What is Coworking and is it a Good Idea?

If you are self-employed or if you work remotely, you might be familiar to the concept of coworking. If not, have no fear – we are going to delve into this interesting idea throughout this article!

Many people who are self-employed, or do an office job remotely, work in isolation from home. While this can have huge benefits – there’s no dress code, wake up times are really relaxed, the commute is hundreds of times less stressful and it’s possible to have tasty snacks on tap – working at home for elongated periods of time can have negative impacts. 

Many people who work from home report experiencing feelings of loneliness, as they often will find that they can go all day without speaking to another human. If this is elongated, it can spiral into depression or social problems.

Some people also find that they struggle to stay motivated at home, or have problems with the health aspects of not leaving the house all day. So, this is where coworking was coined. 

What is Coworking and is it a Good Idea?

Coworking is the idea of working with people, on separate projects and for different businesses, but together in a shared space. These people will be your ‘colleagues’ even though you won’t be working for the same things. You’ll share friendly office banter, attend social events together, and bounce ideas off of each other. 

Generally, this will happen in coworking spaces. These office-style complexes will include work areas, tea and coffee stations, kitchens or cafes, and social spaces. They will often be modern and well furnished, making use of natural light and fresh surroundings. 

There are some pros and cons to working like this. Let’s look at them. 

Pros of Coworking

Coworking helps combat loneliness

As mentioned before, staying in the house for the whole day can easily lead to loneliness. In this respect, coworking is a really good idea. People are much less likely to suffer from lonely feelings while working with other people, and it replicates the familiar office atmosphere that people who work from home often crave.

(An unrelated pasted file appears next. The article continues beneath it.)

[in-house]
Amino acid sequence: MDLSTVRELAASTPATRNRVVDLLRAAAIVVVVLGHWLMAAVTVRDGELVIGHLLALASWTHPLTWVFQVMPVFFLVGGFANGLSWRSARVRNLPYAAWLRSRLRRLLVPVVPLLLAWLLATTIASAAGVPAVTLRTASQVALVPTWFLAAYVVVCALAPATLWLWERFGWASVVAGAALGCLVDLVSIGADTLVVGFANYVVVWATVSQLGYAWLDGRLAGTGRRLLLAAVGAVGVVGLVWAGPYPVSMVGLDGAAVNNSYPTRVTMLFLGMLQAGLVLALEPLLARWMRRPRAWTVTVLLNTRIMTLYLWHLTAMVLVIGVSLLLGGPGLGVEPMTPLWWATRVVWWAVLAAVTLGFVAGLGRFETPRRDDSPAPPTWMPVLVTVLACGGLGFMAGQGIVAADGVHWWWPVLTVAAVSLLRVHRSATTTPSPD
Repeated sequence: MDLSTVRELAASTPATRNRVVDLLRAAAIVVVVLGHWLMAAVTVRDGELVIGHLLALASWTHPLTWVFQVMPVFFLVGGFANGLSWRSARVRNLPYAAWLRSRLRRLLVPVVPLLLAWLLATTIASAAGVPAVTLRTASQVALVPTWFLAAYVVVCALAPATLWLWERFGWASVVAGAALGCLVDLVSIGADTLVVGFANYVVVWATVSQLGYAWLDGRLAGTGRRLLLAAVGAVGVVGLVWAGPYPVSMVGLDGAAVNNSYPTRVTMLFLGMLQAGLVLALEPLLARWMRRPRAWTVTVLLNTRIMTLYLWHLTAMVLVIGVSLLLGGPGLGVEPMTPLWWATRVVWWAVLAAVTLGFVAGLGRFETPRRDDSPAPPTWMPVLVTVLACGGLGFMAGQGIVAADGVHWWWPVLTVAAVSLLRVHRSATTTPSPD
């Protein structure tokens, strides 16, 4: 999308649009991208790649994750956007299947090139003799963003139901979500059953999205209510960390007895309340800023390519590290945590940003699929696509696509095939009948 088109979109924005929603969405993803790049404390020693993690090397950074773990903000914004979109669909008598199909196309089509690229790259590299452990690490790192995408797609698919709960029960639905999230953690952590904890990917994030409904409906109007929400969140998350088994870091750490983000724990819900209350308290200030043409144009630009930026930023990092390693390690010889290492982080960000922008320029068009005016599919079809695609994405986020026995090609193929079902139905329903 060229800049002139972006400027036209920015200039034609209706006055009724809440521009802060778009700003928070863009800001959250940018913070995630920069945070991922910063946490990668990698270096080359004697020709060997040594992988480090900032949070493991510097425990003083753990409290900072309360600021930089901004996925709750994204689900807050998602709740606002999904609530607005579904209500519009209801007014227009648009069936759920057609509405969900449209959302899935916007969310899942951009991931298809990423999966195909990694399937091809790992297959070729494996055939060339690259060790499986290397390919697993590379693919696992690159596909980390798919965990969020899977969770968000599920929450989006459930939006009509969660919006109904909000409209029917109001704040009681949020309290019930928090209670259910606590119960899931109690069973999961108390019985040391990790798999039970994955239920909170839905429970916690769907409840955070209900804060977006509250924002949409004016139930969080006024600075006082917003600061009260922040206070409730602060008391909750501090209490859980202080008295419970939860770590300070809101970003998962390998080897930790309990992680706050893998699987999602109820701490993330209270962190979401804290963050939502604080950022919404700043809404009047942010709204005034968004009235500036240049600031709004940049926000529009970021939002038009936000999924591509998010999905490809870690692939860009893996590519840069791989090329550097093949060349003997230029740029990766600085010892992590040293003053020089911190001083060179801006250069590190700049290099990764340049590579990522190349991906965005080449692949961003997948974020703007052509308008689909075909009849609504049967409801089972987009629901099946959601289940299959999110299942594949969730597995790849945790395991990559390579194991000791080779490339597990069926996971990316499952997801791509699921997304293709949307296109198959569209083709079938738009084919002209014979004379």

It helps digital nomads make friends

Many people use coworking spaces when they are new to a country or city. These might be digital nomads, who move around from place to place, setting up home for a while and working in different locations. However, it can be difficult to make and maintain friends when living this kind of lifestyle.

Coworking spaces feature many people in the same boat. It’s easy to get chatting to people who might be able to show the area, or will at least be a friendly face to hang out with.

There are often social events

Another big part of office culture that is often missed is the out of work aspects. Coworking spaces replicate this, with some even hosting their own gigs and activities. It’s another great opportunity to socialise, and is perfect for someone who is introverted but does want to make some friends in similar situations to them. 

The Wifi is good

Generally, the wifi is great in these spaces. It will be a lot stronger than cafes and hotels, and often even better than a private home connection. It’s also pretty secure, meaning that people who are worried about cyber attacks can enjoy a greater level of safety.